April 30, 2002
Thank you, Mr. Chairman. I commend you and Senator DeWine for holding this hearing, as well as for your continuing efforts to get to the bottom of the important - and extremely complex - set of issues that we are addressing here today.
I believe we need to examine how Group Purchasing Organizations - or "GPOs" - affect the cost and quality of health care in America. Recent studies and media reports have called into question whether the GPO system has been effective in reducing costs without sacrificing the quality of products available to hospitals. However, GPOs, various academics, and certain industry participants continue to argue that GPOs offer high quality products at significant savings.
I have received and considered numerous opinions from parties on both sides of the GPO debate, including health care specialists, academics, and industry participants both from my home state of Utah and around the nation. To say that there is widespread disagreement among the participants of this debate would be a considerable understatement. News sources, commentators, and industry analysts offer diverse opinions regarding whether the GPO system helps or harms hospitals, consumers, and competition. Well respected academics similarly disagree.
Although I believe that the concerns raised by those who are critical of GPOs certainly warrant further analysis and consideration, I do not feel that we have sufficient information to reach any solid conclusions on the issues that have been raised. Despite the need for further investigation, I want to emphasize that - based on the information and analysis currently available - I have several serious concerns regarding certain actions and practices of specific GPOs, as well as the structure of the GPO system in general. Without going into detail, I would like to summarize some of these in the hope that we might address them as we go forward on this issue.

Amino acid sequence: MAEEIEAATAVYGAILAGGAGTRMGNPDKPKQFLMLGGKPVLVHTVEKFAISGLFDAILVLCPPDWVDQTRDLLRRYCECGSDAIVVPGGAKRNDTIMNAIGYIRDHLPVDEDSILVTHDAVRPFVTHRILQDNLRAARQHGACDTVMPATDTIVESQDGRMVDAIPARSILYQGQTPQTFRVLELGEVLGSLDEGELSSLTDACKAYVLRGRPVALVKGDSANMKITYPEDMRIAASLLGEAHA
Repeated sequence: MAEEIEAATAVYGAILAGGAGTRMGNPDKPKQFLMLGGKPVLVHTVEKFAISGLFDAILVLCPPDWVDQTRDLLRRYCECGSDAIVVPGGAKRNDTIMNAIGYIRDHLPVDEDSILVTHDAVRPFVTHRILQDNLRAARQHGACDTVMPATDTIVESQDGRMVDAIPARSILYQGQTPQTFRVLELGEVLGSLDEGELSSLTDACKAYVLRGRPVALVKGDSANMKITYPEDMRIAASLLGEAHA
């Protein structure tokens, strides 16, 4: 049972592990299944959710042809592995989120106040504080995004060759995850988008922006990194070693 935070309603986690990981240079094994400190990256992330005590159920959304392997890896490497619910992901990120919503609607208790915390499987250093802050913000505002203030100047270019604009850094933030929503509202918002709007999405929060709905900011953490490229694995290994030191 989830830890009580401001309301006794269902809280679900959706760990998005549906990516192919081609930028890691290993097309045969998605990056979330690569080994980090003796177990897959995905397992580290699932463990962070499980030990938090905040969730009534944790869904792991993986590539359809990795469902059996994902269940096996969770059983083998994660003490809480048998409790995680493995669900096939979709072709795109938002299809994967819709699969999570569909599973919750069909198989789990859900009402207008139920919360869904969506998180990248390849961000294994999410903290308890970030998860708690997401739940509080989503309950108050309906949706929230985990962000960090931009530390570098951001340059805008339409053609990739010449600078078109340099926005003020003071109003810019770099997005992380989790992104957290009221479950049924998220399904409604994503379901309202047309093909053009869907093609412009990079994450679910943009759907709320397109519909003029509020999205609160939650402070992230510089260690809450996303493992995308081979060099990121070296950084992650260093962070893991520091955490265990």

I am deeply disturbed by allegations that GPOs may prevent superior technologies and products from being adopted by the hospitals they serve. These claims have arisen in several distinct sets of circumstances, all of which raise significant questions. I am concerned about recent press reports that senior executives have received or obtained stock or stock options from product suppliers, creating serious conflicts of interest that may have improperly affected GPOs' purchasing decisions. Similarly, reports that large GPOs have favored products produced or supplied by entities in which they have invested raise serious questions as to conflicts of interest.
I am also concerned about certain practices that may limit competition among small medical device manufacturers, leading to decreased competition and innovation. Allegations that large suppliers have effectively "bought" access to GPOs warrant further investigation to ascertain how widespread such activities are. Similarly worrisome are assertions that the products of favored suppliers are included in "bundled" or "sole source" contracts that create strong disincentives for hospitals to purchase competing products, effectively shutting smaller competitors out of the market.
Finally, I note that many - perhaps even most - of the alleged harms and abuses raised by GPO critics have pertained disproportionately to the nation's two largest GPOs: Novation and Premier. The market shares of these two "super GPOs" dwarf those of the next eight largest GPOs. In fact, excluding Premier, Novation's estimated market share is roughly equal to the combined market shares of its four largest competitors. And, with the obvious exception of Novation, Premier's market share is almost three times that of its largest competitor. The enormous relative purchasing power of these two "super GPOs" - especially when coupled with allegations that this power has been used anticompetitively - raises obvious concerns. At this point, although it is unclear whether and to what extent the market power possessed by Novation and Premier has enabled allegedly anticompetitive practices, this question warrants further consideration.
I look forward to hearing from the witnesses testifying here today, and hope that they will address these important issues. I commend the members of this committee for their efforts to date, and hope that - in conjunction with the appropriate government agencies and with the help of industry participants - this committee will continue its attempt to get to the bottom of these important issues.
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